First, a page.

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Should I get a Microdrive for my G1

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Thread started 18 Apr 2001 (Wednesday) 20:19   
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Novice1
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I'm thinking about buying a 1GB IBM Microdrive. These question go out to all of you lucky (perhaps unlucky) Microdrive owners.

- If this is in essence a hard drive, does it have many bad sectors?

- How bad is the battery drain as compared to when you use CF cards?

- Do the vibrations of the spinning platters cause blur in your photos?

- I heard that you can't use the drive above 10,000 ft. elevation. Ok, how about if I'm on a plane at 35,000 ft. with the camera off. If there's turbulance, will the drive be damaged?

- Is it safe to pass the Microdrive through airport scanners?

- What's the warranty on these things?

Thanks in advance for you answers. It'll help me make a more informed decision about this.

Post #1, Apr 18, 2001 20:19:06




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polak187
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I worked with every single macrodrive that is out there 170, 340, .5 and 1 gig. We use them in out rental department and in comparison to those monster type III cards IBM microdrives were the best as far as the durability goes. Currently I have a 1 gig car in my camera and another one in my notebook. I'm just carefull with them. No more jumping, running and throwing. I saw maybe 5 or 6 dead microdrives. All of them destroyed becasue they were droped on a concrete floor during photo shoots. But I guess your camera will be dead too if that happened. I heard stories about people droping microdrives on the carpet and loosing them. Never happened to me but I also never dropped mine. I'm not taking any chances. Treat your macro drive like your treat your camera and you will be fine.

- If this is in essence a hard drive, does it have many bad sectors?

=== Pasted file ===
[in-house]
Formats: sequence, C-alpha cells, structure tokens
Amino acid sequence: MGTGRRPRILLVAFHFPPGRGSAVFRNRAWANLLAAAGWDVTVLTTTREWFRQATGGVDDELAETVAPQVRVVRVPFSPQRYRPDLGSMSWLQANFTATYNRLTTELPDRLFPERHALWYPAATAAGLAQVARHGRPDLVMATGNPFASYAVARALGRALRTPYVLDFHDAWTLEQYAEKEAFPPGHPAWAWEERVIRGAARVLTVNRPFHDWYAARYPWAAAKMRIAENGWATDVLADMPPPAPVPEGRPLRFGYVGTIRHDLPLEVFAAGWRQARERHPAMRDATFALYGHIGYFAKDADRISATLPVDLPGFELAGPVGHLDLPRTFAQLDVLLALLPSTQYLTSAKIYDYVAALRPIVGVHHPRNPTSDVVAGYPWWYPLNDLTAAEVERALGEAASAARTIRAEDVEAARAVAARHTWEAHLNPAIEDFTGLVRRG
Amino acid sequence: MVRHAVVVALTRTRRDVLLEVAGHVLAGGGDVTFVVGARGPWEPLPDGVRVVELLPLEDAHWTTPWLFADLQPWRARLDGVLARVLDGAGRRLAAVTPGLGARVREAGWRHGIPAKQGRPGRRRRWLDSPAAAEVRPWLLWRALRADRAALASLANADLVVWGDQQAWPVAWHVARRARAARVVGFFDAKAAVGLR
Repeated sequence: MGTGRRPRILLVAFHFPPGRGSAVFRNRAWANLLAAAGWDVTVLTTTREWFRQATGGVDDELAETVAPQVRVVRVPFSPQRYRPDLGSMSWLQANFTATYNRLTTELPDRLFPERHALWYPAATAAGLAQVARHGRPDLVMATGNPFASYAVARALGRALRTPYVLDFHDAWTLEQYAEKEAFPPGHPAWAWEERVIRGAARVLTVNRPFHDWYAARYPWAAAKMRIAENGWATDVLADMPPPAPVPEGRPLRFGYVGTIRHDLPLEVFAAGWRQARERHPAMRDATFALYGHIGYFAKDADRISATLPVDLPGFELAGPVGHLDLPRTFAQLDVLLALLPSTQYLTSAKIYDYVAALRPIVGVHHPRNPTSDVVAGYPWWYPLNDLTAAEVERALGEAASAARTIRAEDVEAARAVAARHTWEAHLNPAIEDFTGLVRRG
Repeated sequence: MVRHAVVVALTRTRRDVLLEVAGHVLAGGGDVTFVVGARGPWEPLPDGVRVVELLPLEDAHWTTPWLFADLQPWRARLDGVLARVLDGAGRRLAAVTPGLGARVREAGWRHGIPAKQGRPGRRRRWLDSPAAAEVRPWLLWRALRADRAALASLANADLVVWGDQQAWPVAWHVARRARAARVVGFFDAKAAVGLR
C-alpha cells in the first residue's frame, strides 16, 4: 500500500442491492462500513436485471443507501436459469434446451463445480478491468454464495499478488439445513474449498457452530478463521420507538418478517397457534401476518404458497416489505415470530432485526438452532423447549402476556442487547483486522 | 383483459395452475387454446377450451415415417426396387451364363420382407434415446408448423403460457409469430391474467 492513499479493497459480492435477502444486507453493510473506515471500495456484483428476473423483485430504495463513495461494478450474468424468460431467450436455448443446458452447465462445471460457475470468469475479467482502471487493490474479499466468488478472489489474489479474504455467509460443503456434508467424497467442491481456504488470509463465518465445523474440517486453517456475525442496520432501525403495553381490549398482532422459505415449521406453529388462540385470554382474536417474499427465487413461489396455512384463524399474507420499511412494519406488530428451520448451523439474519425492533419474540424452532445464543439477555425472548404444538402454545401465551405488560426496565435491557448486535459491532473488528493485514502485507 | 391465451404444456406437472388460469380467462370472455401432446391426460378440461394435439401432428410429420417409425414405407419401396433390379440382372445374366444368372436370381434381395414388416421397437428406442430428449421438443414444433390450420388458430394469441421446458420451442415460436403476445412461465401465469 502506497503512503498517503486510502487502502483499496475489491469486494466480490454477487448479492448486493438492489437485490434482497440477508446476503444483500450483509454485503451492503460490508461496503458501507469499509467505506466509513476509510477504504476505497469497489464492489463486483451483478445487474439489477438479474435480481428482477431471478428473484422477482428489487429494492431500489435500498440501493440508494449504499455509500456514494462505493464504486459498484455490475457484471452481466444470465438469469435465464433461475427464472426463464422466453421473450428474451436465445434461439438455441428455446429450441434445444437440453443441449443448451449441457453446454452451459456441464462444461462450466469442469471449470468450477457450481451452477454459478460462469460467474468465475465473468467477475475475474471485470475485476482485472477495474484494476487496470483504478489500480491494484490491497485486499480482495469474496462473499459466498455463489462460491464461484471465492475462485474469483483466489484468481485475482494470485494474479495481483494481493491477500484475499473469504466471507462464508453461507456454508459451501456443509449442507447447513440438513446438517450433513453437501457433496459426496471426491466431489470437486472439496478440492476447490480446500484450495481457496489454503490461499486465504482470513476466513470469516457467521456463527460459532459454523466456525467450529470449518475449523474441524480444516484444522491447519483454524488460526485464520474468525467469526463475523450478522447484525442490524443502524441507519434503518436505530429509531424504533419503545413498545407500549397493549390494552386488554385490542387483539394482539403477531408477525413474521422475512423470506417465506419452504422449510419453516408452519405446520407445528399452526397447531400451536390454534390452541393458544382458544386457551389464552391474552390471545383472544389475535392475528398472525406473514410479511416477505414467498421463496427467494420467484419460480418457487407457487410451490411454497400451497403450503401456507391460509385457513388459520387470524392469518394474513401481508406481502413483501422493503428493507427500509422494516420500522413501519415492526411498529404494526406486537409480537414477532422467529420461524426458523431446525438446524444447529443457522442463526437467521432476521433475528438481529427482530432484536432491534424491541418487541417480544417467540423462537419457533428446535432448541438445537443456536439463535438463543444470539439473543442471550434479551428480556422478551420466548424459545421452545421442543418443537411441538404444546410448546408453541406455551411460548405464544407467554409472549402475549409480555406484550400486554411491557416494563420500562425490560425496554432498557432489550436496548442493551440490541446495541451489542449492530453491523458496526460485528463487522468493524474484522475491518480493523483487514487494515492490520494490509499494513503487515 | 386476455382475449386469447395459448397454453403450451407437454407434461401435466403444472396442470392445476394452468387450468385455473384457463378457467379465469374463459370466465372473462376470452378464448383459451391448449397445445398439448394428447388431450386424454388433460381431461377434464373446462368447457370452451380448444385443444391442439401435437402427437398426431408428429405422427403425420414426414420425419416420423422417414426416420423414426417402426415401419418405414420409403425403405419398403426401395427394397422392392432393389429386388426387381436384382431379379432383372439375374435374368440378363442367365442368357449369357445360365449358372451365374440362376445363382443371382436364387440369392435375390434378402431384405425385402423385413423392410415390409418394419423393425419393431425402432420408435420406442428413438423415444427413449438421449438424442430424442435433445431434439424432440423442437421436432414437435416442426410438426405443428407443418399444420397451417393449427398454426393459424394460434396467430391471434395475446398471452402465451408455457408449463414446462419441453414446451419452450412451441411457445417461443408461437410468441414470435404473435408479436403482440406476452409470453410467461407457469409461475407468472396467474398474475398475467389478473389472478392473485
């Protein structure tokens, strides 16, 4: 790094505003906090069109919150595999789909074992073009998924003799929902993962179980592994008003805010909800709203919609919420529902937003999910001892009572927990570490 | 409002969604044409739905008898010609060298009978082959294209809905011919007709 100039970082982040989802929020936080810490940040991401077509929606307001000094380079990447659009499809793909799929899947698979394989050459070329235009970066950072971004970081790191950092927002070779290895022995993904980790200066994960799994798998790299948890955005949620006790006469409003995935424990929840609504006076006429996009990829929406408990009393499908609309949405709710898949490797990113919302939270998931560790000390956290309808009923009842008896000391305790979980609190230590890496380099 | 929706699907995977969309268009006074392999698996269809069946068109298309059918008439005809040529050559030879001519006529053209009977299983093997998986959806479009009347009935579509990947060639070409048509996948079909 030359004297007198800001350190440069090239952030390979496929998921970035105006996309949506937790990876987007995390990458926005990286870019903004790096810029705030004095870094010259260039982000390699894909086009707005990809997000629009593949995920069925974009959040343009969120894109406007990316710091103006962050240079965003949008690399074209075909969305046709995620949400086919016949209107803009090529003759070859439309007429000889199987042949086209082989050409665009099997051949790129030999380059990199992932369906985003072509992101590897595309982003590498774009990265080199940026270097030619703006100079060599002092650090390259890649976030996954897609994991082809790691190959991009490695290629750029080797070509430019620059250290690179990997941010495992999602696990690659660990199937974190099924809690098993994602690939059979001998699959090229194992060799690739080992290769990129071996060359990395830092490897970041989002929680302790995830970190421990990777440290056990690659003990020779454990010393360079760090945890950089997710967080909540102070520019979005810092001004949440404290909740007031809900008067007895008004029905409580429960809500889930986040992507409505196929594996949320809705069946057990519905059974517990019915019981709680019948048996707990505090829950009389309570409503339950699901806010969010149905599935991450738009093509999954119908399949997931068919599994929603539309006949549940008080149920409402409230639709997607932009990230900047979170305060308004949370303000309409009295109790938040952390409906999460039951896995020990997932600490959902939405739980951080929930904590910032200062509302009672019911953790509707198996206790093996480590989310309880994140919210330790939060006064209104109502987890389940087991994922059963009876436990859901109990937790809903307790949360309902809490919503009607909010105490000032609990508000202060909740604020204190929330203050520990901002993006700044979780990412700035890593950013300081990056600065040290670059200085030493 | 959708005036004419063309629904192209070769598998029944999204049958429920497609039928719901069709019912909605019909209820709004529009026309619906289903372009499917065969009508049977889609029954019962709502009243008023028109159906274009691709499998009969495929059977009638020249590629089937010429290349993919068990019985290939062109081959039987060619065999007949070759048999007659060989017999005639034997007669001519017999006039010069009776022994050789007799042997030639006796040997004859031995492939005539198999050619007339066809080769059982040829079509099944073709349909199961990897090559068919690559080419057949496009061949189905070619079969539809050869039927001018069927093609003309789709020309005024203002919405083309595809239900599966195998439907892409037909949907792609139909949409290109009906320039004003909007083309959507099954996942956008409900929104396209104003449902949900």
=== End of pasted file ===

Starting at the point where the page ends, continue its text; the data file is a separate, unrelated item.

Didn't run into bad sectors but there are fragments that not always can be seen, especially by Mac users. Those fragments have a tendency to pile up and slow down your drive.

- How bad is the battery drain as compared to when you use CF cards?

Maybe. I still haven't run into this problem. I bought extra battery but I still haven't use it. I shoot about 50-60 pictures a day.

- Do the vibrations of the spinning platters cause blur in your photos?

Nope.

- I heard that you can't use the drive above 10,000 ft. elevation. Ok, how about if I'm on a plane at 35,000 ft. with the camera off. If there's turbulance, will the drive be damaged?

I had microdrives in my bag when traveling to Vegas and LA for photo shows no problem.

- Is it safe to pass the Microdrive through airport scanners?

No problem here either.

- What's the warranty on these things?

One year but if you mess it up (drop, physcial abuse and damage) you are on you own.

Post #2, Apr 19, 2001 13:00:33




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John ­ - ­ NJ
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These two were questions I had also. Thanks for putting my mind at ease.

polak187 wrote:
I had microdrives in my bag when traveling to Vegas and LA for photo shows no problem.

- Is it safe to pass the Microdrive through airport scanners?
No problem here either.

Post #3, Apr 19, 2001 15:21:36




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Novice1
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Thanks. Your comments on the Microdrives have helped me a lot. I'm going to go out and get one.